4. Divination Concentration: No Skills: Divine, Primal Divination covers a broad area of effects that grant knowledge beyond human ken, discovers hidden substances, reveals thoughts and emotions, vastly increases the range and quality of perception, shows distant people and places, as well as commune with spirits, gods, and the deceased. Outside of structured encounters, the spell can detect hidden and concealed things in the immediate vicinity with an Average magic skill check. If the spellcaster tries to discover lies, thought, or personality traits like Strength, Flaw, Desire or Fear, they usually make a magic skill check opposed by the target’s Discipline (upgrade by ranks in Adversary talent, see page 214). Understanding strange and foreign speech or documents requires a magic skill check at one higher difficulty than the Knowledge check. Extending the senses outside of the immediate surroundings (e.g. through walls & doors, or beyond long range) increases the difficulty of the Divine or Primal skill check to Hard. Anyone in the target location with ranks in any magical skill will be aware that they are being watched and/or eavesdropped. One important use of divination is to contact either gods, spirits, or the souls of the deceased to gain information. Commonly, spellcasters refer to this practice as augury, commune or speak with the dead. To achieve the contact, the diviner requires either a method of reading the gods’ will like a sacrificial animal, rune stones or bones, must inhale sacred incense, or possess bones of the deceased. The character makes a Hard Divine or Primal skill check to get one truthful answer on a yes or no question from the entity contacted. You may spend 2 advantages to ask an additional question (and may trigger an additional question multiple times). Increasing the difficulty of the magic skill check to Daunting allows the caster to ask one open-ended question. In detecting magic, Divination has a slight overlap with the Utility spell. While using Divination increases the difficulty, a successful roll should return more information than just determining that magic is present. Divination is able to reveal the strength and kind of magic, maybe even the exact nature of the magic. Divination in Structured Encounters Divination is usually used outside of structured encounters but has some uses that apply to a structured encounter. Your character selects one target within short range (including themselves), then makes an Average Divine or Primal skill check. If it is successful, until the end of the character’s next turn, the target may reroll any one skill check, whether successful or not to improve the result. But they must take the result of the reroll. This represents the character gaining insight into the shifts of fate and fortune. Before making a Divination check, choose any number of additional effects listed on Table below. Table: Divination Additional Effects Effects Diff. Range: Increase the range of the spell by one range band. This may be added multiple times, increasing the range by one range band each time.Diffi +1 True Strike: Remove up to nnn granted from concealment (page 110) from any combat check the target makes until the end of your character’s next turn. This includes negating invisibility. +1 Additional Target: The spell affects one additional target within range of the spell. In addition, after casting the spell, you may spend advantage to affect one additional target within range of the spell (and may trigger this multiple times, spending one advantage each time). +2 Lingering Senses: Your character may perform the Concentrate maneuver on the effects of the divination spell. +2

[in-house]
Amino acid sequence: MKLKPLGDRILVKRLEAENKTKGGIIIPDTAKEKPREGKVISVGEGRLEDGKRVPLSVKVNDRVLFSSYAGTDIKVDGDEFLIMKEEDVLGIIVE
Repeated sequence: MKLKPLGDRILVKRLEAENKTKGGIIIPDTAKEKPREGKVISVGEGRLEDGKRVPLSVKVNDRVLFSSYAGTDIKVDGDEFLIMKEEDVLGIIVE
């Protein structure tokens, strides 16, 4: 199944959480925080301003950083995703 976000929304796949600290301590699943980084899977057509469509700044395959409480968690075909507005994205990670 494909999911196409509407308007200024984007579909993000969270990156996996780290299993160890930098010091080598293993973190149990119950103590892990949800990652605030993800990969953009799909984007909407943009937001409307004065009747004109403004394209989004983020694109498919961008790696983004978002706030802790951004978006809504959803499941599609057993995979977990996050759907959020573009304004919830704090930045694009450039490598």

5. I only have the background documents, but they are in German.
  6. So far, I have started a Science Fiction Campaign inspired by Firefly/Killjoys/The Expanse. We are three sessions in, and it's a lot of fun. Additionally, I've gm'ed a fantasy one shot. Also, I'll start a fantasy campaign in February.
  7. Which I think is quite an accurate model of using gun-powder weapons. I would probably end-up giving them limited ammo 1, pierce X, and some other fitting qualities. Also, probably somewhat more damage than a bow shot.
  8. I plan on usin this talent for extending spells in the basic magic system: Extend Spell Tier: 1 Activation: Active (Incidental) Ranked: Yes Your character must have purchased a magic skill to benefit from this talent. When using the concentrate maneuver (see page 218), you can choose to extend one magic effect as incidental action instead of a maneuver in each encounter. The effect is extended as an incidental action for one turn per rank. You cannot have more than one extended spell effect at a time, but you can still use the concentrate maneuver to extend other spell effects. After the effect of Extend Spell ends, you can still choose to continue extending the spell using the concentrate maneuver. You should use this talent in all settings that include magic skills.
  9. At least in Germany. Amazon is still selling dice. But I think, they come from the US.
  10. I read and excerpted those articles back in the day. They are a great introduction to world building. Especially related to the necessities of a fantasy campaign.
  11. I think that depends on "when" you are on the transhumanism timeline. If being augmented is the norm, the non-augmented types will be the ones discriminated against. Of course, even Eclipse Phase has the Jovian Republic that's staunchly anti-transhuman.
  12. JohnChildermass


    Looks cool. My own idea is a lot more simple, but yours still feels right for the system. Also, I like the neat categories.
  13. There is one rule I forgot to mention that I really like. It‘s from Lamentations of the Flame Princess: when you encounter a new language, you roll to see if you know it. Basically, that way a language only becomes important when you encounter it. And you could treat it either as you‘ve always known it (just didn‘t come up before) or you understand enough to be at least somewhat fluent. That could either be modeled by a language skill or a knowledge roll.
  14. I think it's rather easy today. Simply use form-fillable character sheets and do a print-out at each save-point. Then you always have that sheet as a backup.